• will not impose any fees, penalties or charges on the Plan for withdrawing from a fund managed by the QPAM, except reasonable fees, disclosed in advance, that are designed to prevent abusive practices or to ensure equitable treatment of the fund’s other investors;
  • will indemnify the Plan for damages that directly result from the QPAM’s violation of applicable laws, breach of contract, Criminal Conviction or receipt of an Ineligibility Notice; and
  • will not employ or knowingly engage any individual that participated in conduct resulting in a Criminal Conviction or Ineligibility Notice.
Under the proposed amendment, indemnifiable losses would include losses and costs from unwinding transactions and from transitioning to another asset manager, as well as costs associated with excise taxes for related prohibited transactions.

The proposed amendment does not include a grandfathering provision for existing management agreements. Therefore, if the proposed amendment is finalized in its current form, all QPAMs will have to amend their management agreements with existing Plan clients to include these required provisions.
  • Impose New Recordkeeping Requirements
Under the proposed amendment, a QPAM would have to retain records for six years following a transaction to demonstrate compliance with the QPAM Exemption. The QPAM would be required to make these records available to the DOL, the IRS and, unless an exception applies, a client Plan’s fiduciaries, contributing employers and employee organizations, and participants and beneficiaries. Failure to comply with these recordkeeping requirements would result in the QPAM’s ineligibility for the QPAM Exemption solely for transactions for which proper records were not maintained. The proposed amendment does not specify the types of records that would satisfy this requirement.
  • Create a One-Time DOL Notice Requirement for all QPAMs
The proposed amendment would require all QPAMs to notify the DOL by email of their intent to rely on the QPAM Exemption. The notice must include the legal name of each business entity relying on the QPAM Exemption and any name the QPAM may be operating under. The notice only has to be provided once unless there is a change in the QPAM’s legal or operating name(s). The DOL intends to make a list of entities relying on the QPAM Exemption publicly available on the DOL’s website.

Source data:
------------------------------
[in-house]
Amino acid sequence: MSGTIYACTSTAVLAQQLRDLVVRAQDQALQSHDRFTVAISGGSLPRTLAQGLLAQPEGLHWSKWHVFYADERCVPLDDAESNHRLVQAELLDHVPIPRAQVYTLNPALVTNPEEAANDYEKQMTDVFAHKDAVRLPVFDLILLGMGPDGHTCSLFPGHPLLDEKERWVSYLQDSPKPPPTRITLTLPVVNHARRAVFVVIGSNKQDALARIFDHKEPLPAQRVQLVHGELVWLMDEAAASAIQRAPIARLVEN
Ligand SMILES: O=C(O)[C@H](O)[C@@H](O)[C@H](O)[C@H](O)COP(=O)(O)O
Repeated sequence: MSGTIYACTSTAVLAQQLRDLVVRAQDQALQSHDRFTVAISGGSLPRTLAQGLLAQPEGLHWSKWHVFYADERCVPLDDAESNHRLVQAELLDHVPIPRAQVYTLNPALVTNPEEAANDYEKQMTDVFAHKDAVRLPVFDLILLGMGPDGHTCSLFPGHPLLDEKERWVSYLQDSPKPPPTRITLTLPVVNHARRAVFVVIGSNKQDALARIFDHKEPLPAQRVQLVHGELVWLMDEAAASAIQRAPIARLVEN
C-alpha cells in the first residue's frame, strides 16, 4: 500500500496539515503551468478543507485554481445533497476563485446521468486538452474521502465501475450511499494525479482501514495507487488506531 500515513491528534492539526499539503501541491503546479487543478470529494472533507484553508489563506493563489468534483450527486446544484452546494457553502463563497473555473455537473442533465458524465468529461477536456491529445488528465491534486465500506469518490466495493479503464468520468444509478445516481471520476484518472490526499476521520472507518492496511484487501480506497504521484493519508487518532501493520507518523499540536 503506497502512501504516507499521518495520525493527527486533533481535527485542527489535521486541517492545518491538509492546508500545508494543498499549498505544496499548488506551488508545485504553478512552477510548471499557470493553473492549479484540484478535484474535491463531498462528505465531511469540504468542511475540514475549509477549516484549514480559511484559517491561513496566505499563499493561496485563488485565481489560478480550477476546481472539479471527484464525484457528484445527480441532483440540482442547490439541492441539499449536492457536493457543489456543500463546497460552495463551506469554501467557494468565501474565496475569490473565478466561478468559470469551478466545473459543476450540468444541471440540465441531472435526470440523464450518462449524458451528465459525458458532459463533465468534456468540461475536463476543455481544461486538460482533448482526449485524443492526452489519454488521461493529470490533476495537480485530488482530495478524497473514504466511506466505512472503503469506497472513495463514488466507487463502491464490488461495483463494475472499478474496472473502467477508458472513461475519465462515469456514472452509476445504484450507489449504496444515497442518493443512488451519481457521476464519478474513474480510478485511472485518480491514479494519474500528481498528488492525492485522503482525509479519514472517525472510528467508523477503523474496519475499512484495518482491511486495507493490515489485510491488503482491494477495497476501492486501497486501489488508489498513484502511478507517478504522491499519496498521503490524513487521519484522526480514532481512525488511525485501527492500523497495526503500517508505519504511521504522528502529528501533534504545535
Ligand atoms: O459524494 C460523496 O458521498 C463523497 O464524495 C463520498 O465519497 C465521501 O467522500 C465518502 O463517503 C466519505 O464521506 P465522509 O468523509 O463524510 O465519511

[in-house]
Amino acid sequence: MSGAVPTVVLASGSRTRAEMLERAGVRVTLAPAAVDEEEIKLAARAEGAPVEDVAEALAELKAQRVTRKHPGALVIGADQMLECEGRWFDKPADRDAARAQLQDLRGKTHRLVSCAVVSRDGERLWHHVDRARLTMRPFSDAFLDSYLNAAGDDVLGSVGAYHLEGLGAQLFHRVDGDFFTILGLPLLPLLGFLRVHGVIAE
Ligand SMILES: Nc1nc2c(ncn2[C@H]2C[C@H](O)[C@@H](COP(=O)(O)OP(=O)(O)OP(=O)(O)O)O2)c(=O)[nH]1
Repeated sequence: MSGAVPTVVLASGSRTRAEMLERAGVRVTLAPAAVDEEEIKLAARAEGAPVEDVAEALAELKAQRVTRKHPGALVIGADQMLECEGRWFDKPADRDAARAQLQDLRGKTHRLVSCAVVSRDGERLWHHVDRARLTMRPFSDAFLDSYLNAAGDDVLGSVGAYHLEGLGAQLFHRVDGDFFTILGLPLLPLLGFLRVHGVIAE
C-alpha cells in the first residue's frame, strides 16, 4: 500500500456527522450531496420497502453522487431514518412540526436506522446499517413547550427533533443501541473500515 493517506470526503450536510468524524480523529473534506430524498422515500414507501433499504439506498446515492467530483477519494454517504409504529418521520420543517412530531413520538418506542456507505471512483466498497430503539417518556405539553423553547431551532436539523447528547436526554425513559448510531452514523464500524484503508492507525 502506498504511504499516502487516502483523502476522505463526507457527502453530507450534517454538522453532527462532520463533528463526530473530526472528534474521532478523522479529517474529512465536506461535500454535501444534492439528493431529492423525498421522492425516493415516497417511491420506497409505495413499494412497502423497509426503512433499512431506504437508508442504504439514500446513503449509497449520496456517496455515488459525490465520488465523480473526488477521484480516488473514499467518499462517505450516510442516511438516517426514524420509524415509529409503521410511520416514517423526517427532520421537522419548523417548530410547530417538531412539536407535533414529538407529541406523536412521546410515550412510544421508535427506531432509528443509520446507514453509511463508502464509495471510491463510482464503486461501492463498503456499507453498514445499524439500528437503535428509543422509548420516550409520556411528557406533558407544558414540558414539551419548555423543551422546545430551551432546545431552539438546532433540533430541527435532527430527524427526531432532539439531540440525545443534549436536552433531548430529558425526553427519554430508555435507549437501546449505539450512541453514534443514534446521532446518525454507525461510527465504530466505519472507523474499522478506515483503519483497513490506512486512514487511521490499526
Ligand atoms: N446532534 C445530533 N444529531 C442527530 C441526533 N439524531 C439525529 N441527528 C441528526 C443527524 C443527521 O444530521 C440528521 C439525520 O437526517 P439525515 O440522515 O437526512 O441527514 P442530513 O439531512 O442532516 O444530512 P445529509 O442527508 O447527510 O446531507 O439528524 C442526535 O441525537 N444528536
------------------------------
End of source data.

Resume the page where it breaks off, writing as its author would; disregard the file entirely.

• Establish a One-Year Winding-Down Period and Related Notice Requirements
The proposed amendment would create a one-year winding-down period for QPAMs who become ineligible for the QPAM Exemption. During this period, the QPAM Exemption would remain available for transactions for existing clients that were entered into before the ineligibility date, but not for any new transactions. To qualify for this relief, the QPAM must notify client Plans of its inability to rely on the QPAM Exemption within 30 days after becoming ineligible, and remind them of their indemnification and related rights under their written management agreements.
  • Clarify the Scope of the QPAM Exemption
The proposed amendment would require that the terms of any transaction, commitment and investment of fund assets for which the QPAM Exemption is claimed, and any associated negotiations on behalf of the fund, be the sole responsibility of the QPAM. According to the DOL, this language is intended to preclude coverage for transactions that are negotiated by a party in interest but later presented to the QPAM for approval. The proposed amendment would also provide that the QPAM Exemption only applies to funds that are established primarily for investment purposes. According to the DOL, this language is intended to preclude coverage for transactions that do not have an investment component, such as hiring a party in interest to provide services to a welfare plan.
  • Next Steps
The period for submitting comments on the proposed amendment ends on September 26, 2022. If finalized, the proposed amendment would become effective 60 days after publication of the final amendment in the Federal Register.

QPAMs who would not satisfy the increased asset management or equity thresholds under the proposed amendment, or who would prefer not to comply with the requirements of the proposed amendment, should consider the availability of other prohibited transaction exemptions, including ERISA’s statutory exemption for reasonable contracts or arrangements with service providers who are parties in interest to client Plans.

For more information on this topic, please contact Terry Martland, or Marc Nawyn.